1. Military options are bad, and getting worse. Forcible removal of the North Korean nuclear threat “left of boom” is difficult, uncertain, or risks international condemnation over a close-call preemptive strike. “Right of boom” defensive measures are costly and reliant on immature technology. Things are pretty tough as it stands, which suggests other tools of national coercion ought to come first—yet, like wine’s inverse, the North Korean threat worsens with age, and so everyone acknowledges down-the-line use of force will be costlier. With South Korea, we’re stuck in a hard place.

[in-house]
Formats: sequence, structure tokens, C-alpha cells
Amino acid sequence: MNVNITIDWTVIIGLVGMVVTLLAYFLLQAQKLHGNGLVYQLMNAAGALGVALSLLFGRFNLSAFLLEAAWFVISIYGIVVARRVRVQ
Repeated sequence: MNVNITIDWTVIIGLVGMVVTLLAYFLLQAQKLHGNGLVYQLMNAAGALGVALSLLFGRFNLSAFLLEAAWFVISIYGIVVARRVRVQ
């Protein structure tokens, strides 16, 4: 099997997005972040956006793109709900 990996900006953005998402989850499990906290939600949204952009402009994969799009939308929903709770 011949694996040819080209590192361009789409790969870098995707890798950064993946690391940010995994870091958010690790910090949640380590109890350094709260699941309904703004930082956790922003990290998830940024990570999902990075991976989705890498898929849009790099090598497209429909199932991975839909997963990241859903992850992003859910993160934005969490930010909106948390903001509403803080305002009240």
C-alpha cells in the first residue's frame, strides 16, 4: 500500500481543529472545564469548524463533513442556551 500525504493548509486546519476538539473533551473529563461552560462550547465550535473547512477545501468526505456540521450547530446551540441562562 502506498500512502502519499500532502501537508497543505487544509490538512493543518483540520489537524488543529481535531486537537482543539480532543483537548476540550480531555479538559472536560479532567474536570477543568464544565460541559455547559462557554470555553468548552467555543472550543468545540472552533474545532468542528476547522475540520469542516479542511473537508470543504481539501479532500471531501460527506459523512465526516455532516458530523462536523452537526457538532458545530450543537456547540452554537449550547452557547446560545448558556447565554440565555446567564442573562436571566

1. People are the dominant terrain along the world economy’s worst fault line. South Korea’s population density is eleven times that of Afghanistan; North Korea is three times more densely populated than Iraq and four times more than Afghanistan (and this does not account for its famously mountainous topography). So a new Korean war would be much more a war among the people than America’s most recent conflicts. The DMZ also sits at the intersection of interests of four great powers in the United States, China, Japan, and Russia—and so an explosion of violence there would mean an economic earthquake that would shatter the financial Richter scale and swell outward (e.g., Australia’s four top trading partners are China, the United States, Japan, and South Korea; New Zealand’s top partner is Australia; and so on). The stakes are extremely high in both blood and treasure.